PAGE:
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Pre-filling of tax returns in the 21st Century

Robin Woellner, James Cook University


As discussed above, with the impact of increasingly computerised record-keeping and the ongoing development and refinement of increasingly sophisticated computerisation and other technical advances, the process of preparing and analysing tax returns has changed dramatically over (relatively) recent times, from one where taxpayers (and advisers) created and controlled the data on their tax affairs and determined in the first instance which information they would insert into their tax return to a situation where increasing amounts of data are created (or at least selected) by the ATO from data provided by third parties rather than the taxpayer.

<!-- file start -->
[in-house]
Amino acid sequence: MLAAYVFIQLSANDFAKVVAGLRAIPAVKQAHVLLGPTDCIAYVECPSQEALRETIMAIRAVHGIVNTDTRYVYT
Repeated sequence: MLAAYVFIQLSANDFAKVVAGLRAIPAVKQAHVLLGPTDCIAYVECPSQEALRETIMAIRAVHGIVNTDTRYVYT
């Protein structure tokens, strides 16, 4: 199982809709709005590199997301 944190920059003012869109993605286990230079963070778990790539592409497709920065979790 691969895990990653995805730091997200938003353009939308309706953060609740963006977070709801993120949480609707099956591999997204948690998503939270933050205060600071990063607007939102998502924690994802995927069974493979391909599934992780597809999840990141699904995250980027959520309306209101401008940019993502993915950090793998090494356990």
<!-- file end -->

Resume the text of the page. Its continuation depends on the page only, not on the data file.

This change undermines the original rationale for imposing the burden of proof on taxpayers – i.e. that the taxpayer would have better access to be information on their tax affairs than the ATO. It is time to update the burden of proof provisions to recognise the new realities and transfer the burden of proof to the ATO under the contra proferentem principle.

The current position is both illogical and unfair, and if one applies the same rationale for the original allocation of the burden of proof to the modern situation, the argument for transferring the burden of proof to the ATO is overwhelming – albeit we may need to tread water for a (short?) time while the ATO expands its pre-filling abilities to non-individuals.

The system needs0 to recognise that the burden of proof provisions have not kept up with the implications of technological change, and that personal taxpayers still bear the burden of proof, even though it is now the ATO which inserts and validates more and more data into tax returns.

It is past time to update the current burden of proof provisions. However, but only time will tell if the burden of proof provisions will catch up with their modern context.